SMU Data and Models

SMU Steel Buyers Sentiment Index Steady, 3MMAs Decline

Written by Brett Linton

Steel Market Update’s Steel Buyers Sentiment Index remained unchanged last week, holding steady at the third-lowest level seen in the past 13 months. Our Future Sentiment Index also remains unchanged compared to our late-May reading (which was the largest survey-to-survey decline since March 2020).

SMU surveys steel buyers every other week and asks how they view their chances of success in the current market and a few months down the road. SMU’s Buyers Sentiment Index registered +70 last week, down from +78 one month prior and down from a peak of +82 in late March.

SMU’s Future Buyers Sentiment Index, which measures buyers’ feelings about business conditions three to six months in the future, remained at +64, back in line with early-2022 levels. Just one month ago, in late April and early May, we saw record high Future Sentiment readings (the highest recorded in our 13.5-year history).

Recall that as steel prices had peaked last September, Current Sentiment reached an all-time high of +84, while Future Sentiment peaked two months later at +78. The lowest levels over the past decade both occurred in April 2020, at -8 and +10 respectively.

Measured as a three-month moving average, the Current Sentiment 3MMA has eased to +76.33, and the Future Sentiment 3MMA declined to +73.17. Two weeks ago, the Current Sentiment 3MMA had reached the highest level seen since December 2021, +77.83. Future Sentiment 3MMA had reached a record high of +74.67 in mid-May, surpassing the previous record of +73.67 in March 2017, but has eased each with each reading since then.

What SMU Survey Respondents Had to Say

“Order book still strong, despite some signs of weakening demand.”

“We are managing inventory responsibly and listening to our customers’ needs.”

“Business is steady, but when the market drops dramatically, we are all adversely effected. We try our best to tie purchases to contracts, but like many other service centers, we do have exposure when the market turns in an unfavorable direction.”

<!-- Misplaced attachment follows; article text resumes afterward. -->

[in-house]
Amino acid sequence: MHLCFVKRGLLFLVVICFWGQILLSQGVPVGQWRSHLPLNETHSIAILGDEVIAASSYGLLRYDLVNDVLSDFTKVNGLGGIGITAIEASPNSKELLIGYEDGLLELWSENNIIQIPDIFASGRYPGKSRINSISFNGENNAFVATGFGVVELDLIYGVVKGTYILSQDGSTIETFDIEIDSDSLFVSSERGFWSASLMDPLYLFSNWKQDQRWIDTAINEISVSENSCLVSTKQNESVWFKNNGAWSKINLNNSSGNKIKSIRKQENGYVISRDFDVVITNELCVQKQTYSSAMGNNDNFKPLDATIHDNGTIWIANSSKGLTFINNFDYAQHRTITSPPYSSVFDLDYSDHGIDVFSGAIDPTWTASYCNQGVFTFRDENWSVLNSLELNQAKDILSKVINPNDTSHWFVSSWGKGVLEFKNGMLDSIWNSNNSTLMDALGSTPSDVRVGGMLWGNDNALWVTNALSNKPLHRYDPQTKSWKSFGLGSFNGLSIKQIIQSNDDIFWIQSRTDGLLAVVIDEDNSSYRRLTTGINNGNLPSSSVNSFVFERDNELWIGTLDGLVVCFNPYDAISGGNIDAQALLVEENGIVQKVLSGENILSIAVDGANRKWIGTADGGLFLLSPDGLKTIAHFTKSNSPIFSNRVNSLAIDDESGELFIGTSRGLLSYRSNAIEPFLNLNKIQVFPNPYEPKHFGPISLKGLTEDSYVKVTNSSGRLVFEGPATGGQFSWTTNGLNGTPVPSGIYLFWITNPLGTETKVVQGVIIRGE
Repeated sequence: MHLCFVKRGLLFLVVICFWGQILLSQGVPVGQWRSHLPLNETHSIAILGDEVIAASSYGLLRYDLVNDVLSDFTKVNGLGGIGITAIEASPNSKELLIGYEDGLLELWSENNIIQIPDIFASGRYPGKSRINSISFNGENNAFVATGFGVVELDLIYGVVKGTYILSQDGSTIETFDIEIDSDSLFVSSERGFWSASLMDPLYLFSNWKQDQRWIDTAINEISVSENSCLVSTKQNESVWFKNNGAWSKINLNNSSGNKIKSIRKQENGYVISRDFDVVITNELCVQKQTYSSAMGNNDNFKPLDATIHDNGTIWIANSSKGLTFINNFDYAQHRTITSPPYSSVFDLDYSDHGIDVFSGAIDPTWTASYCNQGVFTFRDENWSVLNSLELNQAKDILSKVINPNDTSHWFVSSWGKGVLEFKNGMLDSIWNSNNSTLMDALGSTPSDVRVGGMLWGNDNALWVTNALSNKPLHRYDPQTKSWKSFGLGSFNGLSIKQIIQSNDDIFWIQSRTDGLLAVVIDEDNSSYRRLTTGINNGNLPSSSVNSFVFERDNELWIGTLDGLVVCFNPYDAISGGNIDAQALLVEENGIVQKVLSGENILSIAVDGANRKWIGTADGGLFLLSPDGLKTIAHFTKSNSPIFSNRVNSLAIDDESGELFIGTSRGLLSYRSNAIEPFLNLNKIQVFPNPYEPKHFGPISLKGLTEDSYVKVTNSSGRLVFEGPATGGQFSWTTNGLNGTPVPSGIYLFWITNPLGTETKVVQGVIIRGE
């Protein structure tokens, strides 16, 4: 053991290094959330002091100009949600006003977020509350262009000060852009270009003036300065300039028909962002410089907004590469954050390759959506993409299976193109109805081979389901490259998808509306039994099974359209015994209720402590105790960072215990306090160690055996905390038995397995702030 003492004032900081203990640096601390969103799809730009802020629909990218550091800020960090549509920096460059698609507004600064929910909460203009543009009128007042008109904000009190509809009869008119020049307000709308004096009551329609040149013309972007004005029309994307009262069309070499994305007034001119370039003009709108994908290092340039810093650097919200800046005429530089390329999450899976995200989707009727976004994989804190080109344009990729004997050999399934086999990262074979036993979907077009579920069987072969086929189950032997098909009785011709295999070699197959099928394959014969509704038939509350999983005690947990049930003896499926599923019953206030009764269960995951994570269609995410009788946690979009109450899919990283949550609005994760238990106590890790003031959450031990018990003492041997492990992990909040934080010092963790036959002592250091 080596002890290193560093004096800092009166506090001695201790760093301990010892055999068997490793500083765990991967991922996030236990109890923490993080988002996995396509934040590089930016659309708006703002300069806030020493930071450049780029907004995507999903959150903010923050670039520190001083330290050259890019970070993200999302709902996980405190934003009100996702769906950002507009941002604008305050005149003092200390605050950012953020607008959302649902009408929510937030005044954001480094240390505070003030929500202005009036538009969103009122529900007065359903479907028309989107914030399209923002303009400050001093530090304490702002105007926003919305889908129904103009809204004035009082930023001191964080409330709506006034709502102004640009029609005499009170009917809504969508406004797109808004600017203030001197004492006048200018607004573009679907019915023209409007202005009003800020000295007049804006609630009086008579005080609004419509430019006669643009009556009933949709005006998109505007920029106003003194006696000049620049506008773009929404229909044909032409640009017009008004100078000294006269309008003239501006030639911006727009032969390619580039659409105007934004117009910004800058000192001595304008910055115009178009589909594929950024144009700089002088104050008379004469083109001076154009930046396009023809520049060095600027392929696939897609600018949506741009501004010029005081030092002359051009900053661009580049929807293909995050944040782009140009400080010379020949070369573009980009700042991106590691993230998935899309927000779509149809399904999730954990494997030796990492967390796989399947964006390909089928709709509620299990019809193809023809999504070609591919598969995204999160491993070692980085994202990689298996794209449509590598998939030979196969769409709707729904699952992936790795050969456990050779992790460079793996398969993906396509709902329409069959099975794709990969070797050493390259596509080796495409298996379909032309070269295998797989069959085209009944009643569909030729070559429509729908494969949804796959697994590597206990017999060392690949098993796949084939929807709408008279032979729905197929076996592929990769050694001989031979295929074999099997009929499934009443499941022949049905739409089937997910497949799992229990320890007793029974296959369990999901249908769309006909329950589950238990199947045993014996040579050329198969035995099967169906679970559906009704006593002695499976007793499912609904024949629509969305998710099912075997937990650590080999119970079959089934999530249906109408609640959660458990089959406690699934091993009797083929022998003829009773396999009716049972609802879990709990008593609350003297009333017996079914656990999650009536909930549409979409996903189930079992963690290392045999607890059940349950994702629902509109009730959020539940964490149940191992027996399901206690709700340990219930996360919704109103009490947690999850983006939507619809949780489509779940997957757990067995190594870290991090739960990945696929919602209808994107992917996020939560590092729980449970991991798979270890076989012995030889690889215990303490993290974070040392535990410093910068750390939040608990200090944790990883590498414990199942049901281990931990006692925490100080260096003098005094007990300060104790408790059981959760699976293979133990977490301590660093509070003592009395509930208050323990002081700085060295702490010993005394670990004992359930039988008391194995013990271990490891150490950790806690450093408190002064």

“Current market conditions are better than sentiment, and eventually real demand will overtake this buyers’ pause.”

“As long as prices do not decline too much too fast, it will balance out.”

“We have proven to be extremely agile over the tumult of the last few years and have positioned ourselves to continue to be the leader in the market.”

“While activity and prices are predicted to decrease, we are still optimistic we can be successful through the year.”

Tracking steel buyers’ sentiment is helpful in predicting their future behavior.

About the SMU Steel Buyers Sentiment Index

SMU Steel Buyers Sentiment Index is a measurement of the current attitude of buyers and sellers of flat-rolled steel products in North America regarding how they feel about their company’s opportunity for success in today’s market. It is a proprietary product developed by Steel Market Update for the North American steel industry.

Positive readings run from +10 to +100. A positive reading means the meter on the right-hand side of our home page will fall in the green area indicating optimistic sentiment. Negative readings run from -10 to -100. They result in the meter on our homepage trending into the red, indicating pessimistic sentiment. A reading of “0” (+/- 10) indicates a neutral sentiment (or slightly optimistic or pessimistic), which is most likely an indicator of a shift occurring in the marketplace. Sentiment is measured via Steel Market Update surveys that are conducted twice per month. We display the meter on our home page.

We send invitations to participate in our survey to more than 600 North American companies. Our normal response rate is 100-150 companies. Approximately 40 percent are manufacturers, 40 percent are service centers/distributors, and the remainder are steel mills, trading companies or toll processors involved in the steel business.

Click here to view an interactive graphic of the SMU Steel Buyers Sentiment Index or the SMU Future Steel Buyers Sentiment Index.

By Brett Linton,

Brett Linton

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